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review 2018-03-25 22:30
A Girl in Exile: Requiem for Linda B -- Surreal life under dictatorship
A Girl in Exile: Requiem for Linda B. - Ismail Kadaré,John Hodgson

A wild ride - originally published in Albanian in 2009. Set right before the demonstrations that would signal the fall of communism in Albania, but still firmly within the grasp of dictatorship and its bureaucracy, playwright Rudian Stefa meets a lovely young woman at a book signing after a performance of his play in the capital city of Tirana.

 

The young woman, Migena, asks for a signature "for her friend, Linda B." Rudian thinks she's asking for herself, but also finds her quite attractive and they begin an affair. The book opens as things start to tumble. Rudian's upcoming play is held up by the Artistic Board who is concerned about whether socialist realism can include ghosts, he's had a fight with Migena, and he gets called to the Party headquarters for questioning. There he learns that Linda B has committed suicide. His book and signature are in her possession, and she's written consistently about him in her diaries.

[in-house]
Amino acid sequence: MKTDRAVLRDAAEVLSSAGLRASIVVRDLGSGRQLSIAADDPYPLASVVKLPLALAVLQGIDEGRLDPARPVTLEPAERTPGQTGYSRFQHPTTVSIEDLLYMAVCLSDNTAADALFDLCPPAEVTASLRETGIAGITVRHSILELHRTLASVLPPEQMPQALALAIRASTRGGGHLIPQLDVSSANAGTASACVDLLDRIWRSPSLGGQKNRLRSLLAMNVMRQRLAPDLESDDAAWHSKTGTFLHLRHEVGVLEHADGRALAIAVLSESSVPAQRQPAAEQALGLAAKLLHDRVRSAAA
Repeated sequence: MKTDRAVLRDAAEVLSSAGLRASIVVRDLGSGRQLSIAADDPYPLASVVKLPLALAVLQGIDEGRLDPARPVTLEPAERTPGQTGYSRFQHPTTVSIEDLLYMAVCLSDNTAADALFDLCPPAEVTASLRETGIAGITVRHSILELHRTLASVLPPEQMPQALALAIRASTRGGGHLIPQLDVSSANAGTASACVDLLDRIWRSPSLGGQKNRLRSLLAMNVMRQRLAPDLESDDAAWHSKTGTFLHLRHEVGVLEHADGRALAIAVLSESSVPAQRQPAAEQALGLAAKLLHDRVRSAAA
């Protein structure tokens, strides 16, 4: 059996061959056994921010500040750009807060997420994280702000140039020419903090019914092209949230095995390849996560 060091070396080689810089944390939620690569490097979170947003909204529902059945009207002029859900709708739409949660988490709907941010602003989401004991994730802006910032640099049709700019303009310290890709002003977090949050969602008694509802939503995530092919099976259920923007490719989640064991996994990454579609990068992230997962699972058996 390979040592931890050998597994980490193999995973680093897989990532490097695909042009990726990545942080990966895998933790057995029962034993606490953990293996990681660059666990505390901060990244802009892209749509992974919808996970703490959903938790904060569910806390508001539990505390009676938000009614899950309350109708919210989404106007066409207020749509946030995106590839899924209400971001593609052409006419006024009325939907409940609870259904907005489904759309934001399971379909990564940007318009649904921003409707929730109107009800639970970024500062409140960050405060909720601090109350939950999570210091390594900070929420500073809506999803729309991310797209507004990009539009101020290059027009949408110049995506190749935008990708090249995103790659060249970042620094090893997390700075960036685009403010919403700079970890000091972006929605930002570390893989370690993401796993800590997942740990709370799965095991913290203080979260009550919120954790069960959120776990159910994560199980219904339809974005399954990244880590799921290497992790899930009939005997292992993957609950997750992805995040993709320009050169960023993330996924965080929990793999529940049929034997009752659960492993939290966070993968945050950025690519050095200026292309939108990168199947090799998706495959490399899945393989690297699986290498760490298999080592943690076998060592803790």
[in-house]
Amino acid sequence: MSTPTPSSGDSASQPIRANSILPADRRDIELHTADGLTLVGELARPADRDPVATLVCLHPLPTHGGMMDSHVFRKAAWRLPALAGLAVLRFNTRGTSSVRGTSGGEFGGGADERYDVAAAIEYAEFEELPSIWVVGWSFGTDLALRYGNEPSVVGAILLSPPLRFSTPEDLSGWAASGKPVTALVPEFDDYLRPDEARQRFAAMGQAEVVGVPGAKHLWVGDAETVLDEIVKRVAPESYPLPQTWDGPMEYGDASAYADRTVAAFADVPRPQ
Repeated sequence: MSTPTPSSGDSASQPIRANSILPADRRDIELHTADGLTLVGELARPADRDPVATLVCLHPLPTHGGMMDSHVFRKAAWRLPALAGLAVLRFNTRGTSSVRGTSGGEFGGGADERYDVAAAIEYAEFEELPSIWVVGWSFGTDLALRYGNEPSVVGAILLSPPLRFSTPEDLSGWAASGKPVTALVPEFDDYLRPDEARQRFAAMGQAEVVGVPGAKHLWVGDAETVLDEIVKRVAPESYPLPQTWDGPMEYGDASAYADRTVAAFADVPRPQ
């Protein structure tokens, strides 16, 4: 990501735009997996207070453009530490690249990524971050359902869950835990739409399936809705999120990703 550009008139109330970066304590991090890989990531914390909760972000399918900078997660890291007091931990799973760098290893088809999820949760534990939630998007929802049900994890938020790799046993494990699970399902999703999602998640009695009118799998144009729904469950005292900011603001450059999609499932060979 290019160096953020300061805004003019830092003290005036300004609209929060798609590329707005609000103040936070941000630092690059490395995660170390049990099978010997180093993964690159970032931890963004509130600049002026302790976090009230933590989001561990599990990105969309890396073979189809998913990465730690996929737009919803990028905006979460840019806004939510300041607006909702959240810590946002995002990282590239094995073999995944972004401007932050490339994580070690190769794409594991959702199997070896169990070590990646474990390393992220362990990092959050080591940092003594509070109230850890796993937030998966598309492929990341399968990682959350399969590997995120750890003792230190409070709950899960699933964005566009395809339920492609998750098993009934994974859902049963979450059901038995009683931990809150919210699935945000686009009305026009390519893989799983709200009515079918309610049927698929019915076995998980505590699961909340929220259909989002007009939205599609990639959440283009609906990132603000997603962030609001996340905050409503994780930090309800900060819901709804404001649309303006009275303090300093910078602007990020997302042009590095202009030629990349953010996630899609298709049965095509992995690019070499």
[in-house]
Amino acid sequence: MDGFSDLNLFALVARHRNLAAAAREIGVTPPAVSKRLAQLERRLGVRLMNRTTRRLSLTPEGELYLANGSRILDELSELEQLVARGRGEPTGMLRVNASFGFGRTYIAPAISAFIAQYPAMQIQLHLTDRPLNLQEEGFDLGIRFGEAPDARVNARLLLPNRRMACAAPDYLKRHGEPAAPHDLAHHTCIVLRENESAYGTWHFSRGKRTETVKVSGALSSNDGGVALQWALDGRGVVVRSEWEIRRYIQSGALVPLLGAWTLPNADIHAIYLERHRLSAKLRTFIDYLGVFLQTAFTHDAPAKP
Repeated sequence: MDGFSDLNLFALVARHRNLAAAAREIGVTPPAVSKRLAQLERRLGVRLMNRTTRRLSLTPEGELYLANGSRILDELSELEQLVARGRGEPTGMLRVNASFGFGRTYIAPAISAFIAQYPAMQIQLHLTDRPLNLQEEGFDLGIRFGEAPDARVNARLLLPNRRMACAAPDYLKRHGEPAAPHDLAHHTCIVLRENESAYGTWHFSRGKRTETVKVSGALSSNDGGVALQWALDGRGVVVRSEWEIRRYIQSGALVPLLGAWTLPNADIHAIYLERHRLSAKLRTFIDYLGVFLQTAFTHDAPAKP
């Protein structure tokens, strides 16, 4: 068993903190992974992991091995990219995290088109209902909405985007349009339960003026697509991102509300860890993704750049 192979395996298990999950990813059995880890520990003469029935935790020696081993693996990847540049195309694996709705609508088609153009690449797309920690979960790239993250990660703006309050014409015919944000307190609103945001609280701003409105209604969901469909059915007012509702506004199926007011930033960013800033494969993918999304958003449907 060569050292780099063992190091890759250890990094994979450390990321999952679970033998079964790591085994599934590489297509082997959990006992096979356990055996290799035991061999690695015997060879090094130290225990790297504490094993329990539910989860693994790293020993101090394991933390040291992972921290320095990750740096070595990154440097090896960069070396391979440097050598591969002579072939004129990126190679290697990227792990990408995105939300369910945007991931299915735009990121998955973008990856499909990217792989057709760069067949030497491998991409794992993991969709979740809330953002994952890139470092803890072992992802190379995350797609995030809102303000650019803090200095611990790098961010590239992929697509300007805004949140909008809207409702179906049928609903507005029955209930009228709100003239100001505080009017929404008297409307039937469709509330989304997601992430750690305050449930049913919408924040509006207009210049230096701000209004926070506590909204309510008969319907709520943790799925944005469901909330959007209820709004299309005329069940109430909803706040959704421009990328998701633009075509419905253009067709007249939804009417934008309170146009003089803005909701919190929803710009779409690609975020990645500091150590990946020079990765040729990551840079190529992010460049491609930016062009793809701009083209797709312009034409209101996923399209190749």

So begins a twisty tale of Rudian's fear, creative impulses, anger and all sorts of other things. Can he trust Migena (whose name is an anagram for enigma?) What does she have to do with Linda B? If Linda was obsessed by him, is it his fault that she committed suicide? What about the state, who has exiled Linda's entire family, relegating young Linda to a life much different from the one Migena has embarked upon. And is Migena trustworthy? Can you trust anyone when the state is watching every move you make? Can you blame anyone when the State is actually the one in control? What is worse - death, or a life you do not actually control? Is that even a life? Most of all, can you actually create when every line or stroke of a pen will be scrutinized for its political purity?

He could not tell from where he had to seek permission, if permission were necessary for every discovery or innovation in art.